Monday, June 22, 2009

Can Health Co-Ops Do the Job of a Public Plan?

"The history of cooperative is that it's very hard to set these things up, and while we're trying to set them up, there's not going to be accountability and pressure [on private insurers]," says Hacker. "They would be weakest when they're most needed — at the outset." In addition, cooperative health policies would not be portable, meaning if you had one and moved to another state, you would need to drop coverage and enroll elsewhere. Rates could also vary dramatically, depending on regional differences in health costs and the size and makeup of co-op pools.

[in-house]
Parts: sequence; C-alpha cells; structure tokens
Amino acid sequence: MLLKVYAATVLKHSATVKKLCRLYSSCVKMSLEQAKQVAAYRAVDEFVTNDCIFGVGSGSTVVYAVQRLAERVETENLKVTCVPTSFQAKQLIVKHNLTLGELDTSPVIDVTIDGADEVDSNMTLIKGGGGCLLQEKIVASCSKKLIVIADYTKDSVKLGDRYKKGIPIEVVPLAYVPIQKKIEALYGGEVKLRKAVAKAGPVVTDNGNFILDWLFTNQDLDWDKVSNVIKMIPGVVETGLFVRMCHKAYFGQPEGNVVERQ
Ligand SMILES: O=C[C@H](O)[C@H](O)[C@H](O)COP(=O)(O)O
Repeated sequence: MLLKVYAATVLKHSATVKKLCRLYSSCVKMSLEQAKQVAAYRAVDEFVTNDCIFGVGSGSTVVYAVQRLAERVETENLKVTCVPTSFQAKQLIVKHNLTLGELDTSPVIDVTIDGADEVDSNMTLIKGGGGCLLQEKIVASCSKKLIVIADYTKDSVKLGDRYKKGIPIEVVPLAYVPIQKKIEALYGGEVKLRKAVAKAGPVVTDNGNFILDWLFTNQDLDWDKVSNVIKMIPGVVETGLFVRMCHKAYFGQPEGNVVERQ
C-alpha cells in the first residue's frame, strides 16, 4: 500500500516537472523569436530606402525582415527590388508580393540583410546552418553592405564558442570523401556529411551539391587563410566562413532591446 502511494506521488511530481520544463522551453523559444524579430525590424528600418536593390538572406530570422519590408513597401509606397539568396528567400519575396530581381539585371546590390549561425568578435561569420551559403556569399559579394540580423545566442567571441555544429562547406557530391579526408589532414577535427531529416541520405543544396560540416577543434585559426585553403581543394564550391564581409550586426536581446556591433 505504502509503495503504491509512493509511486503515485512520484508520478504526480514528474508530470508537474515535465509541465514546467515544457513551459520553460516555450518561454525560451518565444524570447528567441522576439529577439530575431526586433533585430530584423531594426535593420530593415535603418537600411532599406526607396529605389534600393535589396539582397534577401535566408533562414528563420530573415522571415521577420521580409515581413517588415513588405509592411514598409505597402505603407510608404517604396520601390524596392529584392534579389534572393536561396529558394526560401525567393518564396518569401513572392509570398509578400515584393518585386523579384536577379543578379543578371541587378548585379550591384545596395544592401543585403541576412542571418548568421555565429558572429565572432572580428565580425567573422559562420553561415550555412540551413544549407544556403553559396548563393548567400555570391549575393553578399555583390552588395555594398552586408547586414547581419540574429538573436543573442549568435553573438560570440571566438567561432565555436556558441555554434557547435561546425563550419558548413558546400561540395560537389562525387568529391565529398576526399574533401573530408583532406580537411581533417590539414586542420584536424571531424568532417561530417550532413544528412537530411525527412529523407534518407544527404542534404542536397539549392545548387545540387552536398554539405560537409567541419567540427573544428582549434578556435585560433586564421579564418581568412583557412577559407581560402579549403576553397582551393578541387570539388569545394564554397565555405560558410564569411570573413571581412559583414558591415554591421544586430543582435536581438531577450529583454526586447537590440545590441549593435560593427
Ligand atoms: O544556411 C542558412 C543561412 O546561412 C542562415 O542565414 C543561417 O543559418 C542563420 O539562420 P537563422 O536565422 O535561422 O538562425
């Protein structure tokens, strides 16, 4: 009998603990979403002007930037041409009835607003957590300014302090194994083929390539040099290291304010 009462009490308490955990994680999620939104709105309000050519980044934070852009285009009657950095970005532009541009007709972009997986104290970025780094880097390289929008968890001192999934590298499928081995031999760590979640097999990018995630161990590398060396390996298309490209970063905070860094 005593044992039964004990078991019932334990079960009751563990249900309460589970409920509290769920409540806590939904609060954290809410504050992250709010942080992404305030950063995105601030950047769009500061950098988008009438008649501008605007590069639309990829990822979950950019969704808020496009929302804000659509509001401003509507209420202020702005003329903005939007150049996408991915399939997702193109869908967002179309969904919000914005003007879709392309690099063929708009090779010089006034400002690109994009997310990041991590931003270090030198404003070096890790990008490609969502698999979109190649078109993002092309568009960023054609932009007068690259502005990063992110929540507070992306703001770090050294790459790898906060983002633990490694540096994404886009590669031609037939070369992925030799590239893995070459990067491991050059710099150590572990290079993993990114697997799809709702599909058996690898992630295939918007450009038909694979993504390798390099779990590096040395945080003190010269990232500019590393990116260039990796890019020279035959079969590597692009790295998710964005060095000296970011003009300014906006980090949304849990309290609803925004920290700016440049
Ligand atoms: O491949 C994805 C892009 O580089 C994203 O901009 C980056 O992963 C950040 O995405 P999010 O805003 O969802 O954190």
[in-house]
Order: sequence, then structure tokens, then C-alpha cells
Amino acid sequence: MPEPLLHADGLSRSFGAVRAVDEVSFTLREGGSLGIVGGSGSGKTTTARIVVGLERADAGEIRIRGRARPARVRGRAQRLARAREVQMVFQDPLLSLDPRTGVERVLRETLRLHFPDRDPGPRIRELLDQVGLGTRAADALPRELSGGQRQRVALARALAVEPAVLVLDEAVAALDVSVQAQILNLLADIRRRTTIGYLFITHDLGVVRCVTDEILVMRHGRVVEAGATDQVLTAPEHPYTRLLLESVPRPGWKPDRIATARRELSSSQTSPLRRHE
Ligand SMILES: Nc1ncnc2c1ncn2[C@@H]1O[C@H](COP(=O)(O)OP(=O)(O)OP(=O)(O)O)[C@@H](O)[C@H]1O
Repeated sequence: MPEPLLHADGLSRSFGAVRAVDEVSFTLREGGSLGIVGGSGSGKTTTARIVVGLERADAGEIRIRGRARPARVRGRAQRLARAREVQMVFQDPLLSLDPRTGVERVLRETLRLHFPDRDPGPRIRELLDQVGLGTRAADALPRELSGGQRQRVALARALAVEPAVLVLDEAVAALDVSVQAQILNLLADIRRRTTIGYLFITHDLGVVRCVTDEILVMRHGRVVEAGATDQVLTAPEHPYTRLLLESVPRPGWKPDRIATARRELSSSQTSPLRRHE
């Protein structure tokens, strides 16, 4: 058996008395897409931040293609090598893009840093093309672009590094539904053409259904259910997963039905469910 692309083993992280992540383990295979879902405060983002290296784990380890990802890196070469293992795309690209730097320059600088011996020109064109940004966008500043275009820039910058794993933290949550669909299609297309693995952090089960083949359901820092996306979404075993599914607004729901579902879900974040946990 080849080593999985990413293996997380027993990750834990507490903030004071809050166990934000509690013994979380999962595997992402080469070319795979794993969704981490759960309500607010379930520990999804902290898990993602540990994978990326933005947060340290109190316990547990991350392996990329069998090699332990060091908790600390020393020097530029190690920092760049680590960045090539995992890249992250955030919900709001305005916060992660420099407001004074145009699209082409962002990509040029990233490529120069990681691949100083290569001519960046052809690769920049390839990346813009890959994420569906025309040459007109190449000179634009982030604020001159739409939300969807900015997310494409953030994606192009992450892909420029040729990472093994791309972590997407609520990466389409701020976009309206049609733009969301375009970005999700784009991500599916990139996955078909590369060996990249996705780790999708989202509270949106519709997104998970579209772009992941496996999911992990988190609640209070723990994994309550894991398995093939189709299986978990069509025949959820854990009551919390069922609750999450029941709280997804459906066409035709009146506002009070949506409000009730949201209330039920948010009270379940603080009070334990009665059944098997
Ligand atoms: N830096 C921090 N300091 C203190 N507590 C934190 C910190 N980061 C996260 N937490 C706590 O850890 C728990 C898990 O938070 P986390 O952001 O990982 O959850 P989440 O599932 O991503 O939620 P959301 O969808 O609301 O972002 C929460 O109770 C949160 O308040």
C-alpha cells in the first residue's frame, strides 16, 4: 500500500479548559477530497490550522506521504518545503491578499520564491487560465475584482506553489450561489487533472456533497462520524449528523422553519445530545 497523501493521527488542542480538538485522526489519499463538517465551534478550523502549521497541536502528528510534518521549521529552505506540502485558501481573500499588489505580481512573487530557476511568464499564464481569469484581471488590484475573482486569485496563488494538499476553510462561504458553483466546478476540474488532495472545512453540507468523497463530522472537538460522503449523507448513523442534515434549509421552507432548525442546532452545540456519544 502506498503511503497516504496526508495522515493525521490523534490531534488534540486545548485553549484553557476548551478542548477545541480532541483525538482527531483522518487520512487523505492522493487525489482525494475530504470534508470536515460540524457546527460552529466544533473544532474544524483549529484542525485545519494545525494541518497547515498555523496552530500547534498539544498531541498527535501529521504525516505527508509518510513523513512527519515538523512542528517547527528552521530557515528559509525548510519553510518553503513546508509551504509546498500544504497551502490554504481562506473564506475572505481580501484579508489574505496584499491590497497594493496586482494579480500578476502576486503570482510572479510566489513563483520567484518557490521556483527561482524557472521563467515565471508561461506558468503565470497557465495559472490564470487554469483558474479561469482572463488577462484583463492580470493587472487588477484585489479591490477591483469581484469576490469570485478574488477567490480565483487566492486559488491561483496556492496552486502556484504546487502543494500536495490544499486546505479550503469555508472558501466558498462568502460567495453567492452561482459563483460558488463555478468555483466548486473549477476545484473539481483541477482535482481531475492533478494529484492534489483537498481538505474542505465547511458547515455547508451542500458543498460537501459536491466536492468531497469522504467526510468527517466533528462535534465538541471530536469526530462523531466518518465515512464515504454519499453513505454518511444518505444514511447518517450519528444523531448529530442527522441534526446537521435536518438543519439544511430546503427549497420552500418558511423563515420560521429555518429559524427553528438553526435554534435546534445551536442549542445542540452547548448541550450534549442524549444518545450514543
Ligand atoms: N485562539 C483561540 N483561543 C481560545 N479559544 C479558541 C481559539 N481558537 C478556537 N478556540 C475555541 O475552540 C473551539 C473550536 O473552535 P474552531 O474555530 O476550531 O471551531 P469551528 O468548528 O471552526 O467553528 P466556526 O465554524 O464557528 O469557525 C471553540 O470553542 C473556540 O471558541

Assuming state-based health co-ops could offer lower premium costs by being nonprofit and creating large risk pools, an equally crucial question is when they would be created. Even with federal seed money, setting up 50 co-op boards, signing up enough members to make each co-op viable and establishing administrative systems to set premium rates and pay claims would not happen overnight. "The principle of eliminating some of the profit motive and placing it with the motive to get value out of care is a good principle," says Karen Davis, president of the Commonwealth Fund, a nonpartisan health-policy think tank. "But there are a lot of ifs, and it's not a strategy for a nation in an economic crisis when we need a solution soon."

Read it all at TIME

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